5 p.m. Get an interesting email regarding a closing I have in a couple weeks — I represent the buyers. It’s up a valley in Hanapepe. One whole side is a rock cliff. It’s the land that time forgot. You’re, like, waiting for a dinosaur to come through the yard. The owner just sent over a few notes. Turns out, he has the most amazing collection of exotic, rare custard apple trees. Sweetsop, soursop — I mean, everything grows here, but this property has the most amazing fruit trees! I sold the house to a local family who dreamed of living here, on this particular property, for years and finally made it happen. It’s a great feeling.
6 p.m. As I drive home from my showings, I think about the fact that Kauai is a true microcosm. We have homeless people and we have Mark Zuckerberg. And when it comes to Zuckerberg, there is definitely tension regarding all his purchases. You will constantly hear people saying that “it’s not fair” or “my family is from here and we should be living there.” And, sure, I get it. But, I also get that he’s an easy target. My theory is, while I don’t agree with a lot of what he represents, I would rather have him living there than a lot of other possibilities. At one point, his property was supposed to be a subdivision. Or, it could be another golf course. Or a gargantuan hotel. I’d rather he live there with his “intentions of doing good” than any of those options! He’s also buying other large, amazing parcels to add to his portfolio, with the eye of conservation — I mean, that’s what they all say, “conservation” — but maybe it’s genuine. I mean, why would he poop in his own backyard? The compound he and his wife built is nice, but it’s not crazy. It’s not even on my favorite beach, personally. Larsen’s. There’s no surf. They’ve added lots of infrastructure. I think he wants to make it more like a meeting place for his crew — a nice place to cut loose, get inspired, and to strategize. Kauai is a very inspired and healing place. He just purchased another 962 acres, so … what can you do? If you don’t like it, you still have to accept it. This is the reality.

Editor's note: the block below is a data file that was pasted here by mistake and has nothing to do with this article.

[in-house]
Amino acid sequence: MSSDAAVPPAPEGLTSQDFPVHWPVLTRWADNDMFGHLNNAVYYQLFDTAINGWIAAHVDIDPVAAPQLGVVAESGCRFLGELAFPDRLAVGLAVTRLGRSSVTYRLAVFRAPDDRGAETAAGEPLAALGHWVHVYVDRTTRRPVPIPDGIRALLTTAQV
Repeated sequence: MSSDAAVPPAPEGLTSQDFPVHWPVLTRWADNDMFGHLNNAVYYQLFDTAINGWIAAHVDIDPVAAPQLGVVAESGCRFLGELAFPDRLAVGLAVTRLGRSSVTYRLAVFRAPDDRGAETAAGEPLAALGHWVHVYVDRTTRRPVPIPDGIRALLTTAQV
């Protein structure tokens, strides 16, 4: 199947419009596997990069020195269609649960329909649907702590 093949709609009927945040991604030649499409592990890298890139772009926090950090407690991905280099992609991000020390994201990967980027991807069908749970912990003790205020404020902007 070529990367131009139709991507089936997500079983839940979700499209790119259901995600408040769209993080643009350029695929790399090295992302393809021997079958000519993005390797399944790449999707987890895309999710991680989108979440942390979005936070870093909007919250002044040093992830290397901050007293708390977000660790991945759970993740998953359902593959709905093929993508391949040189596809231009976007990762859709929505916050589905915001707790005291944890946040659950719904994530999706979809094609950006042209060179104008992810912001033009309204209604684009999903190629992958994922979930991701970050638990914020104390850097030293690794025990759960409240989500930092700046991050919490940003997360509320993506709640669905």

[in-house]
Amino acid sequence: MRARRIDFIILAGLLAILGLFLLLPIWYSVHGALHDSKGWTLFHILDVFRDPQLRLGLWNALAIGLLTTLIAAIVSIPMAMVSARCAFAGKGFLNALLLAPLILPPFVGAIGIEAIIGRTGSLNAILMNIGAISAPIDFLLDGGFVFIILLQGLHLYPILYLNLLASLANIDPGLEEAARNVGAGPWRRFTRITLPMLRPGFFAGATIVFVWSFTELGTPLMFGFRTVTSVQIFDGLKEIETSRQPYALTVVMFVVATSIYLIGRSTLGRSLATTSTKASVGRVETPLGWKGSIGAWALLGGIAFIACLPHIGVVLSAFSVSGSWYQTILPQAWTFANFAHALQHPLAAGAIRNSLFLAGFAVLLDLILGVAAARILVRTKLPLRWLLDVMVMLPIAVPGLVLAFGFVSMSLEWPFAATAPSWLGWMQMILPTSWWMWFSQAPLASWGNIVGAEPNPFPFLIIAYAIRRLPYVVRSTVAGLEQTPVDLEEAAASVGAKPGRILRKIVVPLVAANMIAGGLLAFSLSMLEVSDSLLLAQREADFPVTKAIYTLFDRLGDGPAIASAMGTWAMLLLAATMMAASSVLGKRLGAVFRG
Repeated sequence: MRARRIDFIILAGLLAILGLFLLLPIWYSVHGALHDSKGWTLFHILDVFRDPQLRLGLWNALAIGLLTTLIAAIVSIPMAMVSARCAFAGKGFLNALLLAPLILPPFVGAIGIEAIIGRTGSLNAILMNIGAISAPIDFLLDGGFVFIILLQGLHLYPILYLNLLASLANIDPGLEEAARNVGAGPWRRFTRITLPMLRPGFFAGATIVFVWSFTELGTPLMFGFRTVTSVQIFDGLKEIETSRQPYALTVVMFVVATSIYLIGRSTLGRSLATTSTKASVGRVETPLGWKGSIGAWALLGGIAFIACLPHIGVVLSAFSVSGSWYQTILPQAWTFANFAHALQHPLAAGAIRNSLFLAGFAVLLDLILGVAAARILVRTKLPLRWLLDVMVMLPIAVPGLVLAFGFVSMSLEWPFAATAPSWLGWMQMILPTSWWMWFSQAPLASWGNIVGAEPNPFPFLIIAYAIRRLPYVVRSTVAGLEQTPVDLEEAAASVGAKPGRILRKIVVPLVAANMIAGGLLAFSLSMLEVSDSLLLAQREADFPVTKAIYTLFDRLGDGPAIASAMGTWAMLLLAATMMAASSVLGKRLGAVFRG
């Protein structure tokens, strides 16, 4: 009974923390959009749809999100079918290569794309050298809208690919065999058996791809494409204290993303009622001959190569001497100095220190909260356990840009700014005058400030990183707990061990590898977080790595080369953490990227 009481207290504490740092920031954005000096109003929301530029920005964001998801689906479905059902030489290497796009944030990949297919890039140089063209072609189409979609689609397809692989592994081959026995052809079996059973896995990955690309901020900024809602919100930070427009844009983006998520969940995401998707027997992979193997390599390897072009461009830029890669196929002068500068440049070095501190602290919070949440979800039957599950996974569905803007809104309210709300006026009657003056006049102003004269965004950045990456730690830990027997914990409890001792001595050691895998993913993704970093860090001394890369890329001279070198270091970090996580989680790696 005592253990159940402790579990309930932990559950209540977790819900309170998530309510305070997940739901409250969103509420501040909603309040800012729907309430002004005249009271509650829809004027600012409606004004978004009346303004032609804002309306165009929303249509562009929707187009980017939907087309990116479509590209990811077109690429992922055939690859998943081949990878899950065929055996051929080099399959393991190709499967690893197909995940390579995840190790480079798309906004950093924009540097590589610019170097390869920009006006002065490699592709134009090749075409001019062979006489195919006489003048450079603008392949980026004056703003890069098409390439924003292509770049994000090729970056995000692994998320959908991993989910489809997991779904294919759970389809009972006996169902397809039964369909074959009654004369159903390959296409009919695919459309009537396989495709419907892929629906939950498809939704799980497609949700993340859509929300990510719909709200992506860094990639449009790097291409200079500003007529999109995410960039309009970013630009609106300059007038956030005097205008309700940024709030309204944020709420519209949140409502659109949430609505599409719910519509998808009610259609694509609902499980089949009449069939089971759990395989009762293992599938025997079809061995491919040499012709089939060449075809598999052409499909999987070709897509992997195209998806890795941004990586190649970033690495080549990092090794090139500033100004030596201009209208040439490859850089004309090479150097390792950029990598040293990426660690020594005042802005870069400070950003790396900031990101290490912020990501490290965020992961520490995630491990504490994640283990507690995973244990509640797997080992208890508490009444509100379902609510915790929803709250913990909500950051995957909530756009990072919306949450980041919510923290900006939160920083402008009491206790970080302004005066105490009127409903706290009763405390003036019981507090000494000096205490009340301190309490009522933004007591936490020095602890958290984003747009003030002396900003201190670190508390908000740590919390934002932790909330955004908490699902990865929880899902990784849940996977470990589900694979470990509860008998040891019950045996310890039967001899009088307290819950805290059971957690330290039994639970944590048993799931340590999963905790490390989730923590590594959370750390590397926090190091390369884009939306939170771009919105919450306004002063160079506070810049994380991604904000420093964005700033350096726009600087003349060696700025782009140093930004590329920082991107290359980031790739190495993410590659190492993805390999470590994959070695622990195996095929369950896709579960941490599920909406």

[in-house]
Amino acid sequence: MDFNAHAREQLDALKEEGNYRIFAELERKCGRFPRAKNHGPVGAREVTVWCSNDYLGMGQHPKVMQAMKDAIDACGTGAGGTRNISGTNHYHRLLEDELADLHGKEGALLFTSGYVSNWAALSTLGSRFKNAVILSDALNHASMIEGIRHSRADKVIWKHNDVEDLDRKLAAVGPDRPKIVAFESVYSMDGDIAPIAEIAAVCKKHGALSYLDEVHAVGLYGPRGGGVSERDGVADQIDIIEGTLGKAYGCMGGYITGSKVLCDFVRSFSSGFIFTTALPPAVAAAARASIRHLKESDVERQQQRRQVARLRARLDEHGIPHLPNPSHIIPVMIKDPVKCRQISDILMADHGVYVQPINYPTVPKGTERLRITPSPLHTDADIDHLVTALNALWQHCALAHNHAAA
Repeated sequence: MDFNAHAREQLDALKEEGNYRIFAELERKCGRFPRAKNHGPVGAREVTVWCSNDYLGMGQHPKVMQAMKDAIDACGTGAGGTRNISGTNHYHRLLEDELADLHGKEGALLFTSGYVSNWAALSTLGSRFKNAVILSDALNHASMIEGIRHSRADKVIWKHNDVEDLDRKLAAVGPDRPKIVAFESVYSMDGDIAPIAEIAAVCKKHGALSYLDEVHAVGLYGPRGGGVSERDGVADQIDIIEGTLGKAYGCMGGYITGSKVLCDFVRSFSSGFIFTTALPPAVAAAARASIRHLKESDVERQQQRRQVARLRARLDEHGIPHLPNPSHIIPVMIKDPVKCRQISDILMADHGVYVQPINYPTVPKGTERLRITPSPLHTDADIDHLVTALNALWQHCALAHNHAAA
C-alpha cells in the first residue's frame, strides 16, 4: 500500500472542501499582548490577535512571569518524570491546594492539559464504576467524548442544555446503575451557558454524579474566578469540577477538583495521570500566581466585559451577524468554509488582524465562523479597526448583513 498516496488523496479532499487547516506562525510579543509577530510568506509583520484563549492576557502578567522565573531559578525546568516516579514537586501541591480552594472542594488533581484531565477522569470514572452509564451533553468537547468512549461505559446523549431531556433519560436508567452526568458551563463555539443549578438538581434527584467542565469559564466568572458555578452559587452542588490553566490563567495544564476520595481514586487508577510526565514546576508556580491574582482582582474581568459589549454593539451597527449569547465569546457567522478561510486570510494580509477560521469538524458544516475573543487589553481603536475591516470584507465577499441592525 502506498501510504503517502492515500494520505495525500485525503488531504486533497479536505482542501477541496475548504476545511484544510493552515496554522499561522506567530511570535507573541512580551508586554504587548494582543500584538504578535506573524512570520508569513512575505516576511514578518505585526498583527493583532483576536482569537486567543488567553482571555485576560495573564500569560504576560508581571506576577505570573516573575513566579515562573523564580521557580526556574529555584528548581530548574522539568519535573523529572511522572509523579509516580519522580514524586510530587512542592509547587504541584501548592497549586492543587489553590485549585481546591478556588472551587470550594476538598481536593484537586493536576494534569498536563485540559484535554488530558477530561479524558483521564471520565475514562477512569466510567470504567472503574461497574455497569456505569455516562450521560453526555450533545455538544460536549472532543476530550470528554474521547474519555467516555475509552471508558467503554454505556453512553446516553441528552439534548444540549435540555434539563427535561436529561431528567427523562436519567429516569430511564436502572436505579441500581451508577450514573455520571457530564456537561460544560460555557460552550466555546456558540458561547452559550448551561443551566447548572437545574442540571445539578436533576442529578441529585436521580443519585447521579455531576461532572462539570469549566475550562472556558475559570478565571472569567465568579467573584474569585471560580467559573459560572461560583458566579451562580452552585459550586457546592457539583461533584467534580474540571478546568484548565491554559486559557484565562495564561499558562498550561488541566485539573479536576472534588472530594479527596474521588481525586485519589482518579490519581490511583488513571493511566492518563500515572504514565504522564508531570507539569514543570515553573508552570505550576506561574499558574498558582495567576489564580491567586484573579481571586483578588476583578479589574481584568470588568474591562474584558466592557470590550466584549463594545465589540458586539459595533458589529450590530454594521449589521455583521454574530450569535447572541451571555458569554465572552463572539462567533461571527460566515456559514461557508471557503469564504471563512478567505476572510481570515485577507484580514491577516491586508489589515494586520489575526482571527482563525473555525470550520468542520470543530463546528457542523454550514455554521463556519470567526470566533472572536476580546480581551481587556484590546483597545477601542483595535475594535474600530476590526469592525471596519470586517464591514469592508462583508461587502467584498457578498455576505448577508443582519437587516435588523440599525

There are always rumors about him. Someone recently told me she heard he was almost eaten by a shark. I’m not sure about that. I personally doubt his security detail would allow it. He has a crew of people on Jet Skis every time he goes out into the water, from what I’ve heard. He’s not going out in the ocean to clear his mind alone.
6:30 p.m I’m having a call with a client from California from my truck. They want to know if people will like them here, if they’ll make friends. I tell him: It’s all about assimilation. You have to assimilate into the host’s culture. You have to take time to get to know people. You have to give back. There’s something called the Hawaii Foundation — they help wealthy people do their philanthropy. I suggest my client start talking to them.
7 p.m. I feed my horses. As I do, I laugh a little thinking about one wealthy client of mine. He and his wife don’t have kids, and their cats were their lives. I sold him a property here, and when they moved, he chartered a jet to bring all his cats. I’m talking about a $70,000 private plane to move in with his cats. He also added on a cat room with its own surgical suite. And now they fly their favorite vet in to see the cats when there’s a problem. But anyway, I remember they had the same strategy as I mentioned before to get accepted — when they moved here, they went straight to the humane society, and said, “What can we do to help? What’s on your wishlist?”
8 p.m. My wife comes home from work. We ride our horses. We make dinner.
10 p.m. I’m a night owl and I like to work at night, so after dinner, I go back to my office to catch up on emails and work on my marketing. A work contact emails me and asks if I heard about a $45 million property that a technology billionaire was trying to buy up — she thinks he’s from Uber. She said he was desperately trying to purchase the house, at any cost, but the seller wouldn’t give it up. She’s just curious if I know the scoop. I write back that I think she’s talking about what was formerly called the Faye House that once belonged to Julia Roberts, but honestly I’m not sure. The homes and deals that go on in that realm are never officially on the market. It’s very underground. It’s not really my scene. I know I used to bass fish on the property of Jonathan Ive from Apple, and I once helped Pierce Brosnan buy a property without knowing who he was. I can find out anything I want on this island with one phone call, so I write, “Give me an hour!”